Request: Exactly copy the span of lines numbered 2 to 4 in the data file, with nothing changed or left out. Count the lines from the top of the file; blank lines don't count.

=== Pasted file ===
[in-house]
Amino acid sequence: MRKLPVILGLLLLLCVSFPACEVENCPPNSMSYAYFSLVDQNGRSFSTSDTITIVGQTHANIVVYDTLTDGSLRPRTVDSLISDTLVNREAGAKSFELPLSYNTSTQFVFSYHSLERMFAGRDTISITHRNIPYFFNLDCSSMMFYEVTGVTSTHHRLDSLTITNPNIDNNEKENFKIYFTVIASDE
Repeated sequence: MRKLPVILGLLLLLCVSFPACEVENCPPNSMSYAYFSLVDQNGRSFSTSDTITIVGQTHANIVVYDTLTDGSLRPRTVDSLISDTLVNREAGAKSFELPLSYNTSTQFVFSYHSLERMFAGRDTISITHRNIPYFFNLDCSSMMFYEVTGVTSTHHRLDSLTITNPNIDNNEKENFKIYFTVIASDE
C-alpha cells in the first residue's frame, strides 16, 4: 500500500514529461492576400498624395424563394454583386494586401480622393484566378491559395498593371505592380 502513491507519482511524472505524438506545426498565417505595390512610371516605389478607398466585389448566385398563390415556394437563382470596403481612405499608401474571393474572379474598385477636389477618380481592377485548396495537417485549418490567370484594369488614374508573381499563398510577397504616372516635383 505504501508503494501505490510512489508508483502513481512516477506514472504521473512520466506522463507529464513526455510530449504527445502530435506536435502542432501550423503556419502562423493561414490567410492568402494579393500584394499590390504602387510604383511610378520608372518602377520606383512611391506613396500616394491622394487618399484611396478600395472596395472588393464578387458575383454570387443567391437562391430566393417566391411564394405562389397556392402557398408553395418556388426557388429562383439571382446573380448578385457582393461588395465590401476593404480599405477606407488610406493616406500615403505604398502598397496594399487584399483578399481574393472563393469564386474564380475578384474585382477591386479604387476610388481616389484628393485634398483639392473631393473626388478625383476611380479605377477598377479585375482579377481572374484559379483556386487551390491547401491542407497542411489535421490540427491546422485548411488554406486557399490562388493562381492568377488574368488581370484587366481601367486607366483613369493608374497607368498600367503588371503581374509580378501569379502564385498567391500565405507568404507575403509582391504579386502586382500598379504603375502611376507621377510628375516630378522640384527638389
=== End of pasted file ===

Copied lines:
Amino acid sequence: MRKLPVILGLLLLLCVSFPACEVENCPPNSMSYAYFSLVDQNGRSFSTSDTITIVGQTHANIVVYDTLTDGSLRPRTVDSLISDTLVNREAGAKSFELPLSYNTSTQFVFSYHSLERMFAGRDTISITHRNIPYFFNLDCSSMMFYEVTGVTSTHHRLDSLTITNPNIDNNEKENFKIYFTVIASDE
Repeated sequence: MRKLPVILGLLLLLCVSFPACEVENCPPNSMSYAYFSLVDQNGRSFSTSDTITIVGQTHANIVVYDTLTDGSLRPRTVDSLISDTLVNREAGAKSFELPLSYNTSTQFVFSYHSLERMFAGRDTISITHRNIPYFFNLDCSSMMFYEVTGVTSTHHRLDSLTITNPNIDNNEKENFKIYFTVIASDE
C-alpha cells in the first residue's frame, strides 16, 4: 500500500514529461492576400498624395424563394454583386494586401480622393484566378491559395498593371505592380 502513491507519482511524472505524438506545426498565417505595390512610371516605389478607398466585389448566385398563390415556394437563382470596403481612405499608401474571393474572379474598385477636389477618380481592377485548396495537417485549418490567370484594369488614374508573381499563398510577397504616372516635383 505504501508503494501505490510512489508508483502513481512516477506514472504521473512520466506522463507529464513526455510530449504527445502530435506536435502542432501550423503556419502562423493561414490567410492568402494579393500584394499590390504602387510604383511610378520608372518602377520606383512611391506613396500616394491622394487618399484611396478600395472596395472588393464578387458575383454570387443567391437562391430566393417566391411564394405562389397556392402557398408553395418556388426557388429562383439571382446573380448578385457582393461588395465590401476593404480599405477606407488610406493616406500615403505604398502598397496594399487584399483578399481574393472563393469564386474564380475578384474585382477591386479604387476610388481616389484628393485634398483639392473631393473626388478625383476611380479605377477598377479585375482579377481572374484559379483556386487551390491547401491542407497542411489535421490540427491546422485548411488554406486557399490562388493562381492568377488574368488581370484587366481601367486607366483613369493608374497607368498600367503588371503581374509580378501569379502564385498567391500565405507568404507575403509582391504579386502586382500598379504603375502611376507621377510628375516630378522640384527638389